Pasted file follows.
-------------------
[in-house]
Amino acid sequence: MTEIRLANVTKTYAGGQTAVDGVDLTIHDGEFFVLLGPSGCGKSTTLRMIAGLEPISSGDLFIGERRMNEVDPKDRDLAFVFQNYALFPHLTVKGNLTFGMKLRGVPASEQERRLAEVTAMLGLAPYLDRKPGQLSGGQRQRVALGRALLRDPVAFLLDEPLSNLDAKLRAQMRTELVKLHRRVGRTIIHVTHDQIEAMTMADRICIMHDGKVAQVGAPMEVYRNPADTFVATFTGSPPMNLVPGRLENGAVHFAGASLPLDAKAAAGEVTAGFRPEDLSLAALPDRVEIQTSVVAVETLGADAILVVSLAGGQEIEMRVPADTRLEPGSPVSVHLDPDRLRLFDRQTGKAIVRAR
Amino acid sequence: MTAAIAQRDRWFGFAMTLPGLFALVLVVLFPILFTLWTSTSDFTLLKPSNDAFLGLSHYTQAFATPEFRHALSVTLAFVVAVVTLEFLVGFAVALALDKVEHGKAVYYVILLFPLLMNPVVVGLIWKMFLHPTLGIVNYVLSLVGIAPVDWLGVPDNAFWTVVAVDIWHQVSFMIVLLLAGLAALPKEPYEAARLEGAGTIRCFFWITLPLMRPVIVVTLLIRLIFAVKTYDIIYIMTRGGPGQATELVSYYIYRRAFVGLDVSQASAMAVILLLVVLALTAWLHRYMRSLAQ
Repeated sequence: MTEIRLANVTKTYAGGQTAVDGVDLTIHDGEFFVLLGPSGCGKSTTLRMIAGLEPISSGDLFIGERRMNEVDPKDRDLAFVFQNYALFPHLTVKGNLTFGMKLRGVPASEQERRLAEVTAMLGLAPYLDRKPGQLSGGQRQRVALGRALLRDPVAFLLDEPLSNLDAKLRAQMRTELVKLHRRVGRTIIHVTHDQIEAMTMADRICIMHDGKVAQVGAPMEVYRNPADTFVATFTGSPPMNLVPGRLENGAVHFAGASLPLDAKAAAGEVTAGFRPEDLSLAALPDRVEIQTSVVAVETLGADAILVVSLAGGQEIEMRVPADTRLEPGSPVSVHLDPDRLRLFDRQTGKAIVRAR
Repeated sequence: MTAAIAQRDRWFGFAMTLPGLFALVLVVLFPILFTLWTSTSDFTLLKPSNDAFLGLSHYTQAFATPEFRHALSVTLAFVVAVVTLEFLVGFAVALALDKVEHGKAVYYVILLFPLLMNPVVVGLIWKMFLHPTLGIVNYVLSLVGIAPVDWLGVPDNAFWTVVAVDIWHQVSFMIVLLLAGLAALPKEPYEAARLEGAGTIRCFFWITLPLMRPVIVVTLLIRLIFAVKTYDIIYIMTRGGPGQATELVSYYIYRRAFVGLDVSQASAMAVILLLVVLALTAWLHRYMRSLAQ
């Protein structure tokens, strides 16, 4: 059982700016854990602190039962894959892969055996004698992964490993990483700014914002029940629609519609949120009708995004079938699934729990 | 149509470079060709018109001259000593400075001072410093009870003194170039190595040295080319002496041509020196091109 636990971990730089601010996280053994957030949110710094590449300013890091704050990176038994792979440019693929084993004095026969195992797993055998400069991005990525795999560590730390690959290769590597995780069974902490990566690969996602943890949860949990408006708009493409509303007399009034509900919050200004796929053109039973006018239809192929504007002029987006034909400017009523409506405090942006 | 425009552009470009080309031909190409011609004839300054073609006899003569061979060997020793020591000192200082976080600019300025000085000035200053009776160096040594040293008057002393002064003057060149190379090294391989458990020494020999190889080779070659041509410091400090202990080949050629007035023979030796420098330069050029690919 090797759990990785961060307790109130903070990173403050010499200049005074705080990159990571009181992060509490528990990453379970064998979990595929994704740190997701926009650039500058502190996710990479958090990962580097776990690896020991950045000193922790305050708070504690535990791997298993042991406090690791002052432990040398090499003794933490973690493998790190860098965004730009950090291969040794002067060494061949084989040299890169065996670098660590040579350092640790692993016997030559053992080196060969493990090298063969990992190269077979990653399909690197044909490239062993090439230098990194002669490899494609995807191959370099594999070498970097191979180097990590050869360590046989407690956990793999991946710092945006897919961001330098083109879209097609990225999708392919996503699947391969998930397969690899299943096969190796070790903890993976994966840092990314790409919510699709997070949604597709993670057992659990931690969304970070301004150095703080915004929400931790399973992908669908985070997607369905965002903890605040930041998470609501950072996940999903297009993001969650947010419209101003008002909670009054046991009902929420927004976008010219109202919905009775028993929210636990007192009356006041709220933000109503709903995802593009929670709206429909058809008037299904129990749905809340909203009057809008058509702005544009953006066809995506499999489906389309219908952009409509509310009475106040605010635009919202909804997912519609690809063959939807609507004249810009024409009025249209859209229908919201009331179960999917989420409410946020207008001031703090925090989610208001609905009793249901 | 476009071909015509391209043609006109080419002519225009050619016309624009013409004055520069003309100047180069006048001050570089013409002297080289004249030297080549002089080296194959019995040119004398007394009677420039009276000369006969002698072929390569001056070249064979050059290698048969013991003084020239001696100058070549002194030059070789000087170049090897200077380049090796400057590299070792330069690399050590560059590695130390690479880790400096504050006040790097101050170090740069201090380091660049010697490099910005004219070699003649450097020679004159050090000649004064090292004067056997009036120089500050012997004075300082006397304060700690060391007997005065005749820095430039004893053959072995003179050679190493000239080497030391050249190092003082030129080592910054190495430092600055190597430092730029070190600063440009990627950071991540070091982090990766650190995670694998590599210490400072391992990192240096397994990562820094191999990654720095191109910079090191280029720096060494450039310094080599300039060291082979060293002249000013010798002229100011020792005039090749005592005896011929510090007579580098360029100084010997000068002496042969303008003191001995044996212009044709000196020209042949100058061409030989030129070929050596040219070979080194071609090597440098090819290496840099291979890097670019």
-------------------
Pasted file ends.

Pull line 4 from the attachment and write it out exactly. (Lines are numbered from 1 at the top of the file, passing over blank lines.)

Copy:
Repeated sequence: MTEIRLANVTKTYAGGQTAVDGVDLTIHDGEFFVLLGPSGCGKSTTLRMIAGLEPISSGDLFIGERRMNEVDPKDRDLAFVFQNYALFPHLTVKGNLTFGMKLRGVPASEQERRLAEVTAMLGLAPYLDRKPGQLSGGQRQRVALGRALLRDPVAFLLDEPLSNLDAKLRAQMRTELVKLHRRVGRTIIHVTHDQIEAMTMADRICIMHDGKVAQVGAPMEVYRNPADTFVATFTGSPPMNLVPGRLENGAVHFAGASLPLDAKAAAGEVTAGFRPEDLSLAALPDRVEIQTSVVAVETLGADAILVVSLAGGQEIEMRVPADTRLEPGSPVSVHLDPDRLRLFDRQTGKAIVRAR